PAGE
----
2016: Frontiers in Aging Neuroscience
Gernot Horstmann, Arvid Herwig, Stefanie I Becker
Some targets in visual search are more difficult to find than others. In particular, a target that is similar to the distractors is more difficult to find than a target that is dissimilar to the distractors. Efficiency differences between easy and difficult searches are manifest not only in target-present trials but also in target-absent trials. In fact, even physically identical displays are searched through with different efficiency depending on the searched-for target. Here, we monitored eye movements in search for a target similar to the distractors (difficult search) versus a target dissimilar to the distractors (easy search)...
2016: Frontiers in Psychology
Jordana S Wynn, Michael B Bone, Michelle C Dragan, Kari L Hoffman, Bradley R Buchsbaum, Jennifer D Ryan
Visual search efficiency improves with repetition of a search display, yet the mechanisms behind these processing gains remain unclear. According to Scanpath Theory, memory retrieval is mediated by repetition of the pattern of eye movements or "scanpath" elicited during stimulus encoding. Using this framework, we tested the prediction that scanpath recapitulation reflects relational memory guidance during repeated search events. Younger and older subjects were instructed to find changing targets within flickering naturalistic scenes...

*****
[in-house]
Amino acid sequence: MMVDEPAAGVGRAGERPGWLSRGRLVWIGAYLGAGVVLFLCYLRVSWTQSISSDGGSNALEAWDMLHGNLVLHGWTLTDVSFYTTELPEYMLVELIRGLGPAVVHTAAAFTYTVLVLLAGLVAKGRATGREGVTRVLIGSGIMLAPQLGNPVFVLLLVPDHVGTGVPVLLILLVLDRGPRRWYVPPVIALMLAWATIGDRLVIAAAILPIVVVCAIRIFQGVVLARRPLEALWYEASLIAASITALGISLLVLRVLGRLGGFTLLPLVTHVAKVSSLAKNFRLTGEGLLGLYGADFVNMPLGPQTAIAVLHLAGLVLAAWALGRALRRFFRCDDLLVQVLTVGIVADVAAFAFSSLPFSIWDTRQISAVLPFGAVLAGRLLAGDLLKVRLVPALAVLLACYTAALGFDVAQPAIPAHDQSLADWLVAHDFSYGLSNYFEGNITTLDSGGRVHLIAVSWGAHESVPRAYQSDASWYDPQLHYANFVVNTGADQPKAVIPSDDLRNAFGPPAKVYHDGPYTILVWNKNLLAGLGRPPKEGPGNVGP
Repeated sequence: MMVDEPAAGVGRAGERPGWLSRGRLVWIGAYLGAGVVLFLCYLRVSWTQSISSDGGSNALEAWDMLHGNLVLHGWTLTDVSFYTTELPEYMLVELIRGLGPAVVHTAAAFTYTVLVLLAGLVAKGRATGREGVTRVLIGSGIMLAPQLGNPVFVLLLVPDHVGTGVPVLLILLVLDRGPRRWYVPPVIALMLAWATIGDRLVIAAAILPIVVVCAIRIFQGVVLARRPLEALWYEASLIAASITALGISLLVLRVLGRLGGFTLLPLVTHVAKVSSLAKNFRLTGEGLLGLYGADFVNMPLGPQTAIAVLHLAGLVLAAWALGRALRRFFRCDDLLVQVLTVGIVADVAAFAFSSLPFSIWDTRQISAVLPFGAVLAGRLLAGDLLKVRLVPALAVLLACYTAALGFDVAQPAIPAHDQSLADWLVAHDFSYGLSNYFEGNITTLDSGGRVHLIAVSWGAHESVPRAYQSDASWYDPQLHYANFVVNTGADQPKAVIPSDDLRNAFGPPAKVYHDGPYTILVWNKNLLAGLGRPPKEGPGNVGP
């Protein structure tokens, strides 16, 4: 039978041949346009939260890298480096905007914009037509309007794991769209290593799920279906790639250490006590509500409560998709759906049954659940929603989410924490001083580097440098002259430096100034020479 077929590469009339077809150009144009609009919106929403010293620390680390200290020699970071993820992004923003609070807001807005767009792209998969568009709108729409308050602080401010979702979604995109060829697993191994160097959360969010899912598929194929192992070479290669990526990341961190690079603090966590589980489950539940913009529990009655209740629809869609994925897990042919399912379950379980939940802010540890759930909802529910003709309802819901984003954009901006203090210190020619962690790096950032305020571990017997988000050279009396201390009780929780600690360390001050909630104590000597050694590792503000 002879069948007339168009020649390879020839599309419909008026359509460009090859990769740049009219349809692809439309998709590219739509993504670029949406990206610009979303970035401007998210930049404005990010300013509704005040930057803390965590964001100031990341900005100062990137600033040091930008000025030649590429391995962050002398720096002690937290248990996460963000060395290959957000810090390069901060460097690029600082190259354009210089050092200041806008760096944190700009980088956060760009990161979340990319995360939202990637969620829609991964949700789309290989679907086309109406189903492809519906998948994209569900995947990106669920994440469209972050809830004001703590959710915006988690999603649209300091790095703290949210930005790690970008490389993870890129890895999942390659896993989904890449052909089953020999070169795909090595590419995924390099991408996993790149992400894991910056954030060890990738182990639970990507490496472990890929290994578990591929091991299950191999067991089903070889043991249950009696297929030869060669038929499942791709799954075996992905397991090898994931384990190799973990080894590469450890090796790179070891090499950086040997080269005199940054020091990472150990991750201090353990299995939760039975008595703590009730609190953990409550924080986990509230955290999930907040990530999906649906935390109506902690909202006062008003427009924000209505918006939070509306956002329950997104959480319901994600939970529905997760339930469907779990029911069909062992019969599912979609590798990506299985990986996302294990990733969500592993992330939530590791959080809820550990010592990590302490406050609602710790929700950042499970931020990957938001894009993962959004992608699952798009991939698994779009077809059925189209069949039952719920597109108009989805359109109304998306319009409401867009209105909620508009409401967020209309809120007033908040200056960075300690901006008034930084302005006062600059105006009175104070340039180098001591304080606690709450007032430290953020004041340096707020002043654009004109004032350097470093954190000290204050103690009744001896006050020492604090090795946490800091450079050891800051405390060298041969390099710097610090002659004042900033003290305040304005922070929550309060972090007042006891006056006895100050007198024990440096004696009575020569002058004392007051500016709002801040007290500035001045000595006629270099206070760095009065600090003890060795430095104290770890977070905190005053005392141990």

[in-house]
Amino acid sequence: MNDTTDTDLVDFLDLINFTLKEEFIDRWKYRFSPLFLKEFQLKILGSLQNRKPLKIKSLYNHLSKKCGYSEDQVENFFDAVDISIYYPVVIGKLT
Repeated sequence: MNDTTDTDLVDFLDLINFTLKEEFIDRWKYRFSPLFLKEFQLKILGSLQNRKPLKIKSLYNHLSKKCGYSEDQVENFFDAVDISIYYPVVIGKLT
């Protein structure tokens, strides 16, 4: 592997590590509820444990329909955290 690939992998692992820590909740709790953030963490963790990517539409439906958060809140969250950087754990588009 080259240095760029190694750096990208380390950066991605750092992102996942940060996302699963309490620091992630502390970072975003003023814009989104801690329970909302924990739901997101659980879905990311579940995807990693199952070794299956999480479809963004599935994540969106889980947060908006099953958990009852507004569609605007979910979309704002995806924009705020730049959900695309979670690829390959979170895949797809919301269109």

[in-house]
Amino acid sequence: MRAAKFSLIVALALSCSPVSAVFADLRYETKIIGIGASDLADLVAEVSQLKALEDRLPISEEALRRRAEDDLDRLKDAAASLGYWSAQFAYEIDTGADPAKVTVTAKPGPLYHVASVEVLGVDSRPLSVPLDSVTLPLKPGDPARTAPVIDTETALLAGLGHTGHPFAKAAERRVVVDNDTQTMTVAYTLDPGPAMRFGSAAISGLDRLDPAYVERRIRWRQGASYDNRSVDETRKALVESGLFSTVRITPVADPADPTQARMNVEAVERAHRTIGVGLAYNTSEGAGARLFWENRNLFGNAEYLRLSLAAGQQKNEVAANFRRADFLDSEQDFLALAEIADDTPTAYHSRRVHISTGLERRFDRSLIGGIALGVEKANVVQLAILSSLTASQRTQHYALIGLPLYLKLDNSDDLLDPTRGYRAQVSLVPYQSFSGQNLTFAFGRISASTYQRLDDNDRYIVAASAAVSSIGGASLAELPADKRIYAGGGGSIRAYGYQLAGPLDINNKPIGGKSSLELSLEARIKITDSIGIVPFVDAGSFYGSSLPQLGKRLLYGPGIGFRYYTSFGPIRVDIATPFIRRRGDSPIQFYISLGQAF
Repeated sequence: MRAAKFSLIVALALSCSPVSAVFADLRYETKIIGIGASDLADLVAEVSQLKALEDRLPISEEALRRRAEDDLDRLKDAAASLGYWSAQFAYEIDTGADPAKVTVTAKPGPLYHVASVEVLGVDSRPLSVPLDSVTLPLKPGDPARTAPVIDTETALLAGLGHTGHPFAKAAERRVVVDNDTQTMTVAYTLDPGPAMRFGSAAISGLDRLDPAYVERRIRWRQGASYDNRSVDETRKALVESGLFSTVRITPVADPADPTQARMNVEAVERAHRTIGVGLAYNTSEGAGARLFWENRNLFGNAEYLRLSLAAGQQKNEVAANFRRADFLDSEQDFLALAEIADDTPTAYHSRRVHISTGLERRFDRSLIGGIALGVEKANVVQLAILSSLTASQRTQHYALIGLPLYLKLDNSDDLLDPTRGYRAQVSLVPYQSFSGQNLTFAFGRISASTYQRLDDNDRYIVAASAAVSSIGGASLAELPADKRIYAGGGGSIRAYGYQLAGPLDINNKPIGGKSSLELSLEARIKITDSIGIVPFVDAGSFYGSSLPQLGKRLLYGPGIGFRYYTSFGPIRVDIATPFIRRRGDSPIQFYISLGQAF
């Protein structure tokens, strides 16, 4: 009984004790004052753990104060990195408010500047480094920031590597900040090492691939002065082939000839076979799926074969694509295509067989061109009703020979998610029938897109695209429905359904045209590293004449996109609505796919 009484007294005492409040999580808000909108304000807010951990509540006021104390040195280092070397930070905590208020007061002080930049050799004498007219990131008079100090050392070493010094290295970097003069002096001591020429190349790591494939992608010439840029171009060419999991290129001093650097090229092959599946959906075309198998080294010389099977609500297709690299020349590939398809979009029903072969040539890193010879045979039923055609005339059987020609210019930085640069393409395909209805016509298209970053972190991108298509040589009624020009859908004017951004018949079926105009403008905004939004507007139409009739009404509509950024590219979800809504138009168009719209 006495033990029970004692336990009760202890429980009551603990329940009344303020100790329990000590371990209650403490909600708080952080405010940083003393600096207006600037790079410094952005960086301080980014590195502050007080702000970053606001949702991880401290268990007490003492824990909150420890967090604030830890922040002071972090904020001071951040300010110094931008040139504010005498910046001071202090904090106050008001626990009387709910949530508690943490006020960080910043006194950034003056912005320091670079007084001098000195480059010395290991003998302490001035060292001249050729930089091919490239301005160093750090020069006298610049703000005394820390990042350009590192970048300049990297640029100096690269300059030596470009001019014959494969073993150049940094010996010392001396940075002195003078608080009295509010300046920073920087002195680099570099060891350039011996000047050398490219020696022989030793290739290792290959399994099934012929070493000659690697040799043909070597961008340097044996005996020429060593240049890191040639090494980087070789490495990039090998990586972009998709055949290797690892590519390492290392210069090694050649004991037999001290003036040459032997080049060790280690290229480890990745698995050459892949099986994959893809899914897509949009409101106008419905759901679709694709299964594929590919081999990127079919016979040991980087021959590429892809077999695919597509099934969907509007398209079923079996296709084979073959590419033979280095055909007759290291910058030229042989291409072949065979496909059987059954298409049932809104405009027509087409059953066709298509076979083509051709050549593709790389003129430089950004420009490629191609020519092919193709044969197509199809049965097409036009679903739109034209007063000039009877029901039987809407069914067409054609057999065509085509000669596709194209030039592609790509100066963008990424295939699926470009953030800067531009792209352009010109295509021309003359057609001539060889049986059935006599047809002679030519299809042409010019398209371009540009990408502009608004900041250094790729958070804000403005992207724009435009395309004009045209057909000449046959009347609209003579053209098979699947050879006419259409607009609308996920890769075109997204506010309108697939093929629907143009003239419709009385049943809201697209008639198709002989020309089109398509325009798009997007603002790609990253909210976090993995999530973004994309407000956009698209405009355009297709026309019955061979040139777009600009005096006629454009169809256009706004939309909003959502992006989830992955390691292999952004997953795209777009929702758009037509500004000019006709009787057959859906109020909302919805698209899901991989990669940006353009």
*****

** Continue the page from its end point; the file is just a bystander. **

January 2, 2016: Visual Cognition
Céline Paeye, Alexander C Schütz, Karl R Gegenfurtner
We use eye movements to gain information about our visual environment; this information can indirectly be used to affect the environment. Whereas eye movements are affected by explicit rewards such as points or money, it is not clear whether the information gained by finding a hidden target has a similar reward value. Here we tested whether finding a visual target can reinforce eye movements in visual search performed in a noise background, which conforms to natural scene statistics and contains a large number of possible target locations...
August 1, 2016: Journal of Vision
M Hirai, Y Muramatsu, S Mizuno, N Kurahashi, H Kurahashi, M Nakamura
BACKGROUND: Individuals with Williams syndrome (WS) exhibit atypical attentional characteristics when viewing faces. Although atypical configural processing of faces has been reported in WS, the relative strengths of configural and local feature information to capture visual attention in WS remains unclear. We previously demonstrated that attentional capture by target-unrelated upright faces differs depending on what response is measured. Whereas eye movements reflected subtle atypical attentional properties at the late stage of visual search, manual responses could not capture the atypical attentional profiles towards target-unrelated upright faces in individuals with WS...
October 2016: Journal of Intellectual Disability Research: JIDR
David Hoppe, Constantin A Rothkopf